By Luis Gomez
1:20 AM CDT, July 12, 2011
John Cena loves Chicago — even if the feeling isn’t exactly mutual.
The eight-time WWE Champion and two-time World Heavyweight Champion made his debut at the Allstate Arena in 2002 and headlined Wrestlemania in the same venue four years later. In his opinion, Chicago has one of the three best wrestling crowds in the country along with New York and Philadelphia.
But the Chicago area is also where Cena — the face of WWE and this generation’s Hulk Hogan — was cursed out by the crowd in 2006 as he inducted former Bears star and Wrestlemania 2 participant William “Refrigerator” Perry into the WWE Hall of Fame at the Rosemont Theatre.
“Chicago fans greeted me with a ‘(Expletive) you, Cena’ chant,” Cena said recently over the phone from Sydney, Australia, where WWE was touring at the time. “Chicago fans cheer and boo who they want. They’re great fans whether they like me or not. They show you how they feel. I don’t like crowds that sit on their hands.”
The anti-Cena sentiment seems to have grown since then — think of Cena as the New York Yankees in jean shorts — and it could reach a boiling point at the Money In the Bank pay per view Sunday at Allstate Arena (Ironically, the same Cena-Yanks comparison was made on "RAW" just hours after I filed this article). Cena will defend his WWE Championship against Lockport native and Bucktown resident CM Punk. Cena has long claimed that the boos don’t bother him and said he actually is hoping for a hostile, anti-Cena environment.
“It would make for an interesting moment,” Cena said. “Those are the instances you most remember. CM Punk is truly very proud of his city, and I think the city embraces him for it. He wears the Chicago flag on his trunks. Whether it will be more anti-Cena or more pro-CM Punk, I think it will really be great.”
Adding drama to the match is the revelation that Punk is leaving WWE after the match, whether he wins or not. Punk’s exit has been rumored on the Internet for months due to his expiring contract and was turned into a storyline recently when he voiced his behind-the-scenes frustration with WWE on USA Network’s “Monday Night Raw.”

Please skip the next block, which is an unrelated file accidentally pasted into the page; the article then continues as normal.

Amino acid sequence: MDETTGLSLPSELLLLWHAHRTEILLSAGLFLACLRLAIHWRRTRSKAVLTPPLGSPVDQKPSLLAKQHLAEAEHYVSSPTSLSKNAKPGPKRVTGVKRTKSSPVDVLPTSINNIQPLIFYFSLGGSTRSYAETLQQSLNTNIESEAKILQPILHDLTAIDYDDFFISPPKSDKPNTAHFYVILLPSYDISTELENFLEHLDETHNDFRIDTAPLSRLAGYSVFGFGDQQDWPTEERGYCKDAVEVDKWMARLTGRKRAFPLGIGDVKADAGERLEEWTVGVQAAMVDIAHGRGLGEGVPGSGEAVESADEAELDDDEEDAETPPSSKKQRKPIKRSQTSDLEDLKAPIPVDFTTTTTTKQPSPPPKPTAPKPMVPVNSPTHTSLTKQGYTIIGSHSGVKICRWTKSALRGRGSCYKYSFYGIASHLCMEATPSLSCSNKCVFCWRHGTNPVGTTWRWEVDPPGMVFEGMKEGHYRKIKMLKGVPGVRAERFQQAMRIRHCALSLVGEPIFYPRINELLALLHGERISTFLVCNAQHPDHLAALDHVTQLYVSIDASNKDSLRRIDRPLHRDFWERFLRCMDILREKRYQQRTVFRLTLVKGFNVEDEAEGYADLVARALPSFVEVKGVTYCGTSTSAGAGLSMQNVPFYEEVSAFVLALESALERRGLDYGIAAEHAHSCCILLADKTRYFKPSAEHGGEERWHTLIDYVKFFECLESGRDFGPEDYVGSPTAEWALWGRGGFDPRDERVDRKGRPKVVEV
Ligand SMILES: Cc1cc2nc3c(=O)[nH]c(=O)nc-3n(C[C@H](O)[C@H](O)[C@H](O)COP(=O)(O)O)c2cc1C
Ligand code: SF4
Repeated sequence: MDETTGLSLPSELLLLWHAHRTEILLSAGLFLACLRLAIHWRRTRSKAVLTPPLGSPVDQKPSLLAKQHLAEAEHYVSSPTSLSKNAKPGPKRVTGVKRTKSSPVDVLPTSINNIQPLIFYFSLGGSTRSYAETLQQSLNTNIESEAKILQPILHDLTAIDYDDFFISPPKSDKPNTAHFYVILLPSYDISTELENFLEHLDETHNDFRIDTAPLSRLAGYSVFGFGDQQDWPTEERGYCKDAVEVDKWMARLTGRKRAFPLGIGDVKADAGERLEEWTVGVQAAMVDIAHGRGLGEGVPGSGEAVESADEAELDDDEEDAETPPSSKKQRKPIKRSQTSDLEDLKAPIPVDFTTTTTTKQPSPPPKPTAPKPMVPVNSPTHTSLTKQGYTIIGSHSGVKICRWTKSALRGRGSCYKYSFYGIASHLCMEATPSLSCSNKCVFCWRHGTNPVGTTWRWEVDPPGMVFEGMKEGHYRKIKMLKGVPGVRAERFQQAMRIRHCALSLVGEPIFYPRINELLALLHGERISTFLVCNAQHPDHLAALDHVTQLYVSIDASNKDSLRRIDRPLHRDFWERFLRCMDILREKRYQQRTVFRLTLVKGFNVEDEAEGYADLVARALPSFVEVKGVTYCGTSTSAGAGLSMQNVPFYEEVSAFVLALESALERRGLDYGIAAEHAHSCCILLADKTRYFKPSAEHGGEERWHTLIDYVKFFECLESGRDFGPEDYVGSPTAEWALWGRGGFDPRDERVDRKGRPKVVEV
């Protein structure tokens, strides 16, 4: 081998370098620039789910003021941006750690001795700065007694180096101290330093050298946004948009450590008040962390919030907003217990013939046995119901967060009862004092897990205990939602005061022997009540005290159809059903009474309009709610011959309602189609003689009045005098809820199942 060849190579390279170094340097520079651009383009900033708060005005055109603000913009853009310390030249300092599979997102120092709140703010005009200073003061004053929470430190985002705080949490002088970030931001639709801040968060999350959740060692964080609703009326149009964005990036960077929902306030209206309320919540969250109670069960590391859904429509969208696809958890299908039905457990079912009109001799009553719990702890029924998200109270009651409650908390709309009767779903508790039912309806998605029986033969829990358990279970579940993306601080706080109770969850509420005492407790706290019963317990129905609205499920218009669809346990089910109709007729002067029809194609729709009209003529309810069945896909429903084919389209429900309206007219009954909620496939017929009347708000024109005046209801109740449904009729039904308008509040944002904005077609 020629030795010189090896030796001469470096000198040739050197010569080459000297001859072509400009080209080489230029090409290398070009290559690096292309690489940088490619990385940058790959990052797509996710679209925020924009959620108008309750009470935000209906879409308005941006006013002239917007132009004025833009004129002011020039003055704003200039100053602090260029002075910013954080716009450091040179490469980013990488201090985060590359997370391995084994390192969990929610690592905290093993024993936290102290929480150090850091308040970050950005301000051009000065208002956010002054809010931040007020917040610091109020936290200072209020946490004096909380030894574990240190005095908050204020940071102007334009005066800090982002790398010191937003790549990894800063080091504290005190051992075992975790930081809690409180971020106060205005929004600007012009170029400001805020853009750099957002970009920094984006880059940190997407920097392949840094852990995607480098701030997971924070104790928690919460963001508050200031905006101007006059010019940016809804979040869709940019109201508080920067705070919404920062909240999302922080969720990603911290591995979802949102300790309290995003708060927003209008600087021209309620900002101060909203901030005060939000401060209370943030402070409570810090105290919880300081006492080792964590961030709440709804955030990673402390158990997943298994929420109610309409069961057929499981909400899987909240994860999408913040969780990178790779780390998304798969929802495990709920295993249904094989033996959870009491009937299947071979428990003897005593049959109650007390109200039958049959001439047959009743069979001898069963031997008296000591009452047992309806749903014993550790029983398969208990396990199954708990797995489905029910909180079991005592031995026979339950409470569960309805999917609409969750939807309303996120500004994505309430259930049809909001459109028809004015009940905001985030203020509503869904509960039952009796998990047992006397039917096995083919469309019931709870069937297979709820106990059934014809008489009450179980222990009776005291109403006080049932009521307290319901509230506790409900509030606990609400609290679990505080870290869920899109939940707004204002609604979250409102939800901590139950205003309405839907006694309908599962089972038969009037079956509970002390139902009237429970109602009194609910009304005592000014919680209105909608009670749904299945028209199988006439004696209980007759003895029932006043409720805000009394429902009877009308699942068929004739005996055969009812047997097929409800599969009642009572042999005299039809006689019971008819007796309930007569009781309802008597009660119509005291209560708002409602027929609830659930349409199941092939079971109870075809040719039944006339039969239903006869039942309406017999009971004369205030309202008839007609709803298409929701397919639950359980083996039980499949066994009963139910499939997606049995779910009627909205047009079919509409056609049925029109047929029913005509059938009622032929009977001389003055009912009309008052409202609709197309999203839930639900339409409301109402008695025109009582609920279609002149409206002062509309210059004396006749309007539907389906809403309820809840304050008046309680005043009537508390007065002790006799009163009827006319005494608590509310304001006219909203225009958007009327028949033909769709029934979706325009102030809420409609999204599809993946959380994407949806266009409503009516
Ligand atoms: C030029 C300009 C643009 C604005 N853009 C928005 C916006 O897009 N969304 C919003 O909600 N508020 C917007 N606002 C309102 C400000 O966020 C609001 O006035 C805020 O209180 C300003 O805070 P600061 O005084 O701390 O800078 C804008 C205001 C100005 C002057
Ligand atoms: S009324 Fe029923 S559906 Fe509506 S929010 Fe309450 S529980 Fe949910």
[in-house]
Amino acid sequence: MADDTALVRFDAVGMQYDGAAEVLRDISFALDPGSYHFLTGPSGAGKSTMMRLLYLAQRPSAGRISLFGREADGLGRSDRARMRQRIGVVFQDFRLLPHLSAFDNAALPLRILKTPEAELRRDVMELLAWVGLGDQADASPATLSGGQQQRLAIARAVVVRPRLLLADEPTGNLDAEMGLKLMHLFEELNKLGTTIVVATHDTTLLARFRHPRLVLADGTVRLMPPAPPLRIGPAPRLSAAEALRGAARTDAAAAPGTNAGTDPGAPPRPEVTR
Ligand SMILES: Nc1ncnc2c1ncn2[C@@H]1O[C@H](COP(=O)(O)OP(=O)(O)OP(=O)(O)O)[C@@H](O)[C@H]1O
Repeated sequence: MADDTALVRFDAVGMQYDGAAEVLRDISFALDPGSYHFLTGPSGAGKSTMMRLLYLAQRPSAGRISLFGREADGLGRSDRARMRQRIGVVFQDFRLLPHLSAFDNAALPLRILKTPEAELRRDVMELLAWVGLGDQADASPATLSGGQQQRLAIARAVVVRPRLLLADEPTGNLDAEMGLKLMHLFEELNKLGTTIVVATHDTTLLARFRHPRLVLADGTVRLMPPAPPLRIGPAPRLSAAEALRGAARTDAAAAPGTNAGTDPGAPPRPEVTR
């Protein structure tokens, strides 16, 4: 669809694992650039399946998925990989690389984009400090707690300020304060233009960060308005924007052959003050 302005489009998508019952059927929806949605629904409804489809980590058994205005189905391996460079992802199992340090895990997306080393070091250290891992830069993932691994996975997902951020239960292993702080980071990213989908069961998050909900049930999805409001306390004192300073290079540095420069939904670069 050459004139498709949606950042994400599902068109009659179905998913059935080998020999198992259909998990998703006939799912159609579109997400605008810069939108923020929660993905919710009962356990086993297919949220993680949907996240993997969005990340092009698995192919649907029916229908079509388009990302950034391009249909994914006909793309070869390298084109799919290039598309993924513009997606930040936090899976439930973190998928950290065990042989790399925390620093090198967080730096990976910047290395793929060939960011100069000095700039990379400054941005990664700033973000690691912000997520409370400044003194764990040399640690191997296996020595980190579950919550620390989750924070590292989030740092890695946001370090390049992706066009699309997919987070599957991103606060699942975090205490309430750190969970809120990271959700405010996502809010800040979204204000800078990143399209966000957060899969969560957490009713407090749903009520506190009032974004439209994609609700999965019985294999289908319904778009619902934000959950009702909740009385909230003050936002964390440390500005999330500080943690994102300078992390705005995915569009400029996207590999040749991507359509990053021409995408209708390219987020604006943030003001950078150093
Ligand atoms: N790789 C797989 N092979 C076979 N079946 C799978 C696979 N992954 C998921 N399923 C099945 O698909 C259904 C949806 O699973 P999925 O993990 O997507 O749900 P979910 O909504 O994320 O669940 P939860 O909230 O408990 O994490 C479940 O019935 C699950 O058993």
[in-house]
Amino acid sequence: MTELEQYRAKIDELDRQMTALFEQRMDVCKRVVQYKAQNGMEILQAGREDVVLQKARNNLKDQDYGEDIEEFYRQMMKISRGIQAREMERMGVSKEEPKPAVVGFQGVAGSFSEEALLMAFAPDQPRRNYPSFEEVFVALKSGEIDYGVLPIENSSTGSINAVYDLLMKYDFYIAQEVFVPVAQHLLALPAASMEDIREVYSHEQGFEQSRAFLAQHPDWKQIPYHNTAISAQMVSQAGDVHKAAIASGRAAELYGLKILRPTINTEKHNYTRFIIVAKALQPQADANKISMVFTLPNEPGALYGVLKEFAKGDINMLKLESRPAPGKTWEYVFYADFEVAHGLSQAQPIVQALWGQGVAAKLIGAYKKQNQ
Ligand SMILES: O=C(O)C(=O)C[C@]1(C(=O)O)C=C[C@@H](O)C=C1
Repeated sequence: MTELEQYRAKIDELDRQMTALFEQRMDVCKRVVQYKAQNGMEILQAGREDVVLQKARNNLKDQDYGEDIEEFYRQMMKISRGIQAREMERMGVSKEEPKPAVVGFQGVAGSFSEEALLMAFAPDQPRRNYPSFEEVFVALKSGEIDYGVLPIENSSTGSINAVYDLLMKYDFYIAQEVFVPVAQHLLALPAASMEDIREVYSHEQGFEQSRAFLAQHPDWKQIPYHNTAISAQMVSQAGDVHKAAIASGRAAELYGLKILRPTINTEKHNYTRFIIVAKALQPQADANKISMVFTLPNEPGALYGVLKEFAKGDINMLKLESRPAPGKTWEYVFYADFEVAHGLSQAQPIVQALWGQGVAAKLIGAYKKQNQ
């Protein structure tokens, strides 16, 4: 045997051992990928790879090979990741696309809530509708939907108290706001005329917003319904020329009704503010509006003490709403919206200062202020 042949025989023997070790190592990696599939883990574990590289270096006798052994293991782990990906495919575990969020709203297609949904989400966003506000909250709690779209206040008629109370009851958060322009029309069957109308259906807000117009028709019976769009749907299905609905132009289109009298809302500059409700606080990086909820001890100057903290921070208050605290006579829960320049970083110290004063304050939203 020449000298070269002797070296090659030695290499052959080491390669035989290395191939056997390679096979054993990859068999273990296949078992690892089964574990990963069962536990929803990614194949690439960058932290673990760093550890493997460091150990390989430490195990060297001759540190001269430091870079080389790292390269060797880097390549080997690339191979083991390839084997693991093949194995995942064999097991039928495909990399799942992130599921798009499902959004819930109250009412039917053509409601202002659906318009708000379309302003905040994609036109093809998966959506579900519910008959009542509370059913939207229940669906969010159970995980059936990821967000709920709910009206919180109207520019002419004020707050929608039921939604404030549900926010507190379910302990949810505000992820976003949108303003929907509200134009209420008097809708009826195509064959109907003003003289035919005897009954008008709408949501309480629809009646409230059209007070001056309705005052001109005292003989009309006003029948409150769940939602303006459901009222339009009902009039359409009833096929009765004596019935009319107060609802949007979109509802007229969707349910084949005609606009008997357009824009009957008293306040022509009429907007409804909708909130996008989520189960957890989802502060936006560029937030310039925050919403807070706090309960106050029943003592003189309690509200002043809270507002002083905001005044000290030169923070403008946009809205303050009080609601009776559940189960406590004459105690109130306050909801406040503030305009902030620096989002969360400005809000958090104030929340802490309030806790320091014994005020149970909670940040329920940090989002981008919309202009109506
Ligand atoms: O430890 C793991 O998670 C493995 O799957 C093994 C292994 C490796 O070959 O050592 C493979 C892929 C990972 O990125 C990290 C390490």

During the rant, Punk slammed WWE CEO Vince McMahon for surrounding himself with “yes men” and said the company has underachieved from a business standpoint. Punk also accused Cena and The Rock — scheduled to face each other at Wrestlemania 28 next April — of kissing up to McMahon.
“I’ve been called much worse,” Cena said. “If that’s the best he could do, I’m fine with that.”
As for Punk’s complaint that the Rock doesn’t deserve to headline Wrestlemania, WWE’s biggest show of the year — seeing how he left WWE for a Hollywood career as Dwayne Johnson — Cena said he understands where Punk is coming from. “Here’s a guy (Punk) who literally is a pure-bred wrestler, who loves the business and loves being able to go out and compete,” Cena said. “I can understand his frustration. But you can’t ignore the attraction of The Rock being involved.”
Cena himself has been heavily critical of The Rock for leaving wrestling — why hasn’t he been as critical of Punk’s upcoming departure?
“I know he’s not going to leave wrestling,” Cena said. “He’s leaving WWE. There’s a difference. CM Punk doesn’t feel he’s been treated properly in WWE. We’ve had this problem before. MVP was another one who felt he wasn’t treated well and has gone on to have a prolific career in Japan. Same with A-Train.
"I have more respect for a guy who leaves the company to better himself in another territory. But all roads lead back to Rome. If you’re successful, you’ll find your way back.”
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